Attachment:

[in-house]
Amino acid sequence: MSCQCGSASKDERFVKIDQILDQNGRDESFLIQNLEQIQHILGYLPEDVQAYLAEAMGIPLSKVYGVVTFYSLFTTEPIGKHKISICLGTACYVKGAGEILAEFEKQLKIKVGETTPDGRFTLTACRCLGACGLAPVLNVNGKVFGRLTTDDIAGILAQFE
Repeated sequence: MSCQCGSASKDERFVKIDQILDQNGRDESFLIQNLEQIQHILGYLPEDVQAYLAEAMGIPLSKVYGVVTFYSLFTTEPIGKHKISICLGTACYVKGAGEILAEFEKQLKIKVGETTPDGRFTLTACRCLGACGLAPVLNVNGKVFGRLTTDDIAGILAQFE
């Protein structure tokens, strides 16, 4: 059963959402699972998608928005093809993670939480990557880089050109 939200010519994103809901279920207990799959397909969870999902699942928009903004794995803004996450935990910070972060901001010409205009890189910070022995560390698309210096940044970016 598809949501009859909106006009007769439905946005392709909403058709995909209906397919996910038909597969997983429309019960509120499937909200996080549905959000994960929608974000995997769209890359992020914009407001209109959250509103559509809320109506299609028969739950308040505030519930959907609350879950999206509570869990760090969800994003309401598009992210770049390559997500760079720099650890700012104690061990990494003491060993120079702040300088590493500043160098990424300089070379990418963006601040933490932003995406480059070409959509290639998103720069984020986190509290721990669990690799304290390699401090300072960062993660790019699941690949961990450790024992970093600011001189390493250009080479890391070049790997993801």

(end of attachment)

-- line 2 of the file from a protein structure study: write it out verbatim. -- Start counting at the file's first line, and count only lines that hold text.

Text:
Amino acid sequence: MSCQCGSASKDERFVKIDQILDQNGRDESFLIQNLEQIQHILGYLPEDVQAYLAEAMGIPLSKVYGVVTFYSLFTTEPIGKHKISICLGTACYVKGAGEILAEFEKQLKIKVGETTPDGRFTLTACRCLGACGLAPVLNVNGKVFGRLTTDDIAGILAQFE